Stew’s Reviews: Power Man & Iron Fist

As of this writing, I just finished Luke Cage season 2. Obviously, by the time you read this, that will have come out months ago, but I write these well in advance in case anything comes up where I can’t (for reference’s sake, volume 19, The Long Halloween, was just published yesterday). Sometimes it really matters, too, because I just went through through a stretch of two+ weeks where I couldn’t write anything because I was on vacation and then getting my MacBook fixed.

Anyway, let’s talk about Luke Cage now that it’s super old for you! I ended up enjoying it, and that surprised me because the first four-to-five episodes were awful. It’s weird if you look at the Luke Cage series as a whole… there was a strong first half of season one and a quality back-end of season two. Everything in-between was awful. But at least they picked back up. The ending was intriguing… it feels like a take-off of Bendis’ Daredevil when DD declared himself the new Kingpin of Crime, thinking he could do better and keep everyone safer if he was in control.

Funny enough that we won’t get to see where that goes since Netflix is purging all their Marvel properties. Thanks for the cliffhanger, Netflix!

TITLE: Power Man and Iron Fist

Writer and Artist: David Walker and Sanford Greene

Publisher: Marvel

Protagonists: See also: The title.

Antagonists: Jennie, Tombstone, Black Mariah, Manslaughter Marsdale.

Luke Cage and Danny Rand. There simply is no friendship or partnership in comics that equals that pairing. Booster Gold and Blue Beetle probably comes the closest, but ultimately, Cage and Iron Fist just belong together.

Luke and Danny reunite for this series to bring their former assistant home after she is released from jail. She had been possessed and forced to kill her ex-boyfriend, and having finally been exonerated, the boys are there for her. While they are with her, she asks that they rescue a necklace that had belonged to her grandmother and has since fallen into Tombstone’s hands. Rand and Cage, wracked with guilt over what happened to Jennie, of course agree, and that sets the story in motion. The necklace is, obviously, more than a familial charm; it is the Supersoul Stone, and Jennie figured out how to unlock its power while she was incarcerated. Seems she isn’t too keen on her partners allowing her to be locked up for so long (or at all, really).

Jennie has hooked up with Mariah Dillard—Black Mariah—and uses the Supersoul Stone to become some kind of demon monster to help her new ally rise to power. This turns Danny and Luke’s “one-time only, we are NOT getting back together” day trip into a longer reunion to rescue Jennie from the influence of the necklace. The power of friendship wins the day, and with it all behind them, Cage agrees that he and Rand are, in fact, “back together”.

There is a fifth issue, a stand-alone I included for review, too, where Cage and Danny run into G-lister Manslaughter Marsdale at a hot dog stand that plays out as one of those “he said/she said” tales where all the witnesses to the event have a different take on how it actually played out, with all the zany storytelling that promises.

The series is really more about the partnership between Iron Fist and Power Man than it is the stories it is telling. Tombstone and ancient necklaces and the like aren’t grand comics writin’, but you’re coming for the duo playing off of each other, and that’s what you get.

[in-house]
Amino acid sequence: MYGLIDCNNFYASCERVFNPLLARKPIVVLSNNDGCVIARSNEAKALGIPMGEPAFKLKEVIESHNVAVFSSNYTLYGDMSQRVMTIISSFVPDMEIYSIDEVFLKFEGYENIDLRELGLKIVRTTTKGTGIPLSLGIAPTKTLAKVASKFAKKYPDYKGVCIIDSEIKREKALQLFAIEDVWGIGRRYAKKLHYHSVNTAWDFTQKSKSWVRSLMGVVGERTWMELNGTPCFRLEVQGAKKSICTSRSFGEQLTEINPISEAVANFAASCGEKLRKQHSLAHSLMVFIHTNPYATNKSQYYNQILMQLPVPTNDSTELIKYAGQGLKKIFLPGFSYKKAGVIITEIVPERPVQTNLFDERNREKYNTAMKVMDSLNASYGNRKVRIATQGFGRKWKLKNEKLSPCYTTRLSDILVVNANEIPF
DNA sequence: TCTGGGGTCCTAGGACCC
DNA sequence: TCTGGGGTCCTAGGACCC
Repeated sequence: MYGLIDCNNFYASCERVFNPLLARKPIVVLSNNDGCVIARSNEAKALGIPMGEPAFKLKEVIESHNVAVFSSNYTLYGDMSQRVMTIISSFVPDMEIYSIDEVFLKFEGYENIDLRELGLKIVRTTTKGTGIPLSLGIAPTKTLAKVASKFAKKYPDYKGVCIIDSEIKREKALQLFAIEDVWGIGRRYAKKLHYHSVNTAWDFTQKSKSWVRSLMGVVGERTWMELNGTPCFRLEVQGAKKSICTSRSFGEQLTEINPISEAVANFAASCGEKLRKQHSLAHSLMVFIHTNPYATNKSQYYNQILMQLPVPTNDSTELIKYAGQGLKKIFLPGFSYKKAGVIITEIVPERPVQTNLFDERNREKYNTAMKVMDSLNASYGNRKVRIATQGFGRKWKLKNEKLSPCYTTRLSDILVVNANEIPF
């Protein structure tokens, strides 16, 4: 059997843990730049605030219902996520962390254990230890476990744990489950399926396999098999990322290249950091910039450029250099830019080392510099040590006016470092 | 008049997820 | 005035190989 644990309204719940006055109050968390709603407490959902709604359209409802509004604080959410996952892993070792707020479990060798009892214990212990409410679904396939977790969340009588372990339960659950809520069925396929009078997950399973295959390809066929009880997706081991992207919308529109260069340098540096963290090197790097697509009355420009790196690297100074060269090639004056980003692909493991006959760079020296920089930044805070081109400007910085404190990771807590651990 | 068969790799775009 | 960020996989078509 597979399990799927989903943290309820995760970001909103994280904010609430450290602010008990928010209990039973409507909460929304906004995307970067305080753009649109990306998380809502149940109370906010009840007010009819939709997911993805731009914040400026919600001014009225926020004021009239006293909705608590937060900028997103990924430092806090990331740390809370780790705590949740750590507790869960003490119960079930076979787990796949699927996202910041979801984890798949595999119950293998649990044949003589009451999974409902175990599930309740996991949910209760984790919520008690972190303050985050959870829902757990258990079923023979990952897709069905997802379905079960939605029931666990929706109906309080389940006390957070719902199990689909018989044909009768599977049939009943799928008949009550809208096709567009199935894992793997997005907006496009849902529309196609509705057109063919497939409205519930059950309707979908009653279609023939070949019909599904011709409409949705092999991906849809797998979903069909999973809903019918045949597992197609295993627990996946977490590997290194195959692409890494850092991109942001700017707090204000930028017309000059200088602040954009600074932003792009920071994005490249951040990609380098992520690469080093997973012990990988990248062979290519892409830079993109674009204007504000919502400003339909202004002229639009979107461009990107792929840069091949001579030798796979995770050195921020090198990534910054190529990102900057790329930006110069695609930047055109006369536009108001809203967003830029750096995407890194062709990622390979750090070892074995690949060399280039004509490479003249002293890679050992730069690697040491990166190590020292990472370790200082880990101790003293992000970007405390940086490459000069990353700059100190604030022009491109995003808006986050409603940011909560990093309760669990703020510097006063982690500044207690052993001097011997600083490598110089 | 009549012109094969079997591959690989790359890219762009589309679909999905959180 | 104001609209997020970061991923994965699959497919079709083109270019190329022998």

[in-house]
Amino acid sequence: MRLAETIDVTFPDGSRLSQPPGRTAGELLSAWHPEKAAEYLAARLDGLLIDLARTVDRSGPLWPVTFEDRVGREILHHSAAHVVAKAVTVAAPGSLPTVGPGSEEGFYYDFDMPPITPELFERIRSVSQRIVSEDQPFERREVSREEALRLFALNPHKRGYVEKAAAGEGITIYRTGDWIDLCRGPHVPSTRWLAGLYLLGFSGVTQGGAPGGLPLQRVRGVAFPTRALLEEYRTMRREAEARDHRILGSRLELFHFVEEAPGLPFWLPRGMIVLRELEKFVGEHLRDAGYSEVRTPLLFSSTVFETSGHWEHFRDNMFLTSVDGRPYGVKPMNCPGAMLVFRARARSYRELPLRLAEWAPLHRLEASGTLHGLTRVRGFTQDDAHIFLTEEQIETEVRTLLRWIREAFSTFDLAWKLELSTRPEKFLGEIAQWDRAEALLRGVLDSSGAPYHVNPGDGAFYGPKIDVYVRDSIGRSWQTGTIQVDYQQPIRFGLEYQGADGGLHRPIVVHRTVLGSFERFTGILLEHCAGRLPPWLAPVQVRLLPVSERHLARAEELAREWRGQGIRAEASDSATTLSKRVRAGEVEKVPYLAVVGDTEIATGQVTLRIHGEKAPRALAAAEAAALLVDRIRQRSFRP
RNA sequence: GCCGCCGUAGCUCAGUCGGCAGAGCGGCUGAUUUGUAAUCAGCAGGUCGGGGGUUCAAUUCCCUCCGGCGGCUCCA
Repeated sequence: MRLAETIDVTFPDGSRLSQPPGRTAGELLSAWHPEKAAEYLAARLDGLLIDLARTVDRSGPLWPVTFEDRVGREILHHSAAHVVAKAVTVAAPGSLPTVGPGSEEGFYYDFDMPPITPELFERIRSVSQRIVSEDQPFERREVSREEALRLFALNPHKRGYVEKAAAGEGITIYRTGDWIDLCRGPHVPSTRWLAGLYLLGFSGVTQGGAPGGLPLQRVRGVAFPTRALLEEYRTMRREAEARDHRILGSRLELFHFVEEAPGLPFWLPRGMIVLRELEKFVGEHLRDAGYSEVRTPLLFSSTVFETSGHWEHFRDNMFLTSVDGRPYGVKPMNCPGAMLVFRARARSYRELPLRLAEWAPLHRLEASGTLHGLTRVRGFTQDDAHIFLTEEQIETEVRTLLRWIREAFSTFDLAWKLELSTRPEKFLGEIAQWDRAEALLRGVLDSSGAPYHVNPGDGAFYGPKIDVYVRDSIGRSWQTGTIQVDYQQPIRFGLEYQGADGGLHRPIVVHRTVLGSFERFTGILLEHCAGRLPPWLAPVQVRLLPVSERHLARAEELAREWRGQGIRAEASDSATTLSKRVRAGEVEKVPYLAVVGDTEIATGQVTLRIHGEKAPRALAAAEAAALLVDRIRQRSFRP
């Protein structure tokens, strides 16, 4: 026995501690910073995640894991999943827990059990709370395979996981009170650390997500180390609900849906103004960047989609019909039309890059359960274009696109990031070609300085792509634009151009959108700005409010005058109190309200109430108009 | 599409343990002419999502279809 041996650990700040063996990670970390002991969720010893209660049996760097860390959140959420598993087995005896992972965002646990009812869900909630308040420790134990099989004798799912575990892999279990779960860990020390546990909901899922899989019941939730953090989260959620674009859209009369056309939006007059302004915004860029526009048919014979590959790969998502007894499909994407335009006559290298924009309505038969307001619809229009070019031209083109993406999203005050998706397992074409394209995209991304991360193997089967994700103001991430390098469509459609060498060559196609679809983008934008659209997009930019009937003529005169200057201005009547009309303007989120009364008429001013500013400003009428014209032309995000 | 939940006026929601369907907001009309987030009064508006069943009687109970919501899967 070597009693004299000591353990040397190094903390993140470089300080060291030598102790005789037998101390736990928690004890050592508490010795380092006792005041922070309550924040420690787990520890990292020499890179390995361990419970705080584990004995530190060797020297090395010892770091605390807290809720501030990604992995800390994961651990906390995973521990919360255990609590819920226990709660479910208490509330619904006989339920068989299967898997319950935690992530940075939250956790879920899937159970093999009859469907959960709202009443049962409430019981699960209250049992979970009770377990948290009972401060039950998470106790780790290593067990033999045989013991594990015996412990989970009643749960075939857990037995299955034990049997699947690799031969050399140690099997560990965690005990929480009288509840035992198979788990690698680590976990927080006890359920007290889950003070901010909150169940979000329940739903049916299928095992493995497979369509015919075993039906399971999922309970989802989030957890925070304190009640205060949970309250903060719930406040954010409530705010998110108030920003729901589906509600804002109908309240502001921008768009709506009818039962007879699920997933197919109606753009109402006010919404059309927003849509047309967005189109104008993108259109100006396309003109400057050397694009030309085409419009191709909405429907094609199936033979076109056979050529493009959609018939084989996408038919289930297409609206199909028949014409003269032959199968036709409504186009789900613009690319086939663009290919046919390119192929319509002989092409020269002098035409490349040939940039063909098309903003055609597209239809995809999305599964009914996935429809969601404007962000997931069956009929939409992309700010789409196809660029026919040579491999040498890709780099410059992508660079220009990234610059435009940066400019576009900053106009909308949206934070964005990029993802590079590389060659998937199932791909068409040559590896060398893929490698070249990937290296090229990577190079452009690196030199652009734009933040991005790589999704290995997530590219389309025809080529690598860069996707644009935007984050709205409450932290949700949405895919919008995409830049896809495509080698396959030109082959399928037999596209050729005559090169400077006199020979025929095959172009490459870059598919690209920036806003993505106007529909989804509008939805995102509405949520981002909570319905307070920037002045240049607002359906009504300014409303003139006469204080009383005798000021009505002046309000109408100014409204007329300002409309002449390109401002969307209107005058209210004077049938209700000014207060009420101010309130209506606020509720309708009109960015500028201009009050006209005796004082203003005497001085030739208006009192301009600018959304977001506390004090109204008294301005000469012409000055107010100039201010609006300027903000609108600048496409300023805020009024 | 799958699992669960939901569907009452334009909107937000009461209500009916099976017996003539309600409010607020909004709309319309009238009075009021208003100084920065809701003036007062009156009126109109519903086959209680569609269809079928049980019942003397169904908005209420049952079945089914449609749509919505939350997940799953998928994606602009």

The book is simply fun. It very much strives to be in the same vein as Matt Fraction’s Hawkeye or Nick Spencer’s Superior Foes of Spider-Man by messing with tropes and expectations while putting personal spins on the characters. I will say that while all three of those titles had a stylized sort of art, Power Man & Iron Fist’s art was the least of them. Sanford Greene’s work is not necessarily bad, and it does fit the title, but it’s a bit too awkward and silly in parts. Tombstone, in particular, constantly looks like a large fish for some reason. Everything else has this… griminess to it? Not sure how to describe it. Maybe that’s from the inks, but there are a lot of thick black shadows and excessive lifework that makes everything look gritty or dirty.

There are some fun running gags throughout, mostly playing Iron Fist’s optimism and positivity against Luke’s more grounded and world-weary attitude. From the beginning, Danny is excited for the possibility of a Heroes For Hire reunion, but Cage has Jessica Jones and a baby at home, and he doesn’t have the time or energy to devote to a partnership again. Speaking of Luke’s family, there is Danny’s perpetual insistence that Luke say “hi” to Jess for him and Cage’s refusal to do so (leading to Danny’s lamenting that it is why Jessica doesn’t like him), as well as Luke’s new replacement words for vulgarity at Jess’ demand when baby Danielle started repeating some of Luke’s curses. So we are treated to a Cage who runs around exclaiming “fiddle faddle” and “knick-knack paddywhack”. There’s a lot of fun at Tombstone’s expense with characters remarking on his weird fascination with whispering, too.

The pair sells the book. They are a great duo who should almost always be sold as a package, and getting them back together here was a blast.

Talking Point: So I name checked Luke and Danny and Booster and Blue Beetle. And on my podcast, we did a list once (several months ago, when our microphone quality was not as good as today) on this topic, but I ask you: What are some of your favorite BFF’s in comics history?


It’s definitely a good book, but the art isn’t my flavor, and some of the gags feel a little thin after a while. If you are comparing it directly to Hawkeye or Superior Foes of Spider-Man, it’s not as good as either of those. But it’s enjoyable and has a lot of heart. And Danny and Luke are always great together.


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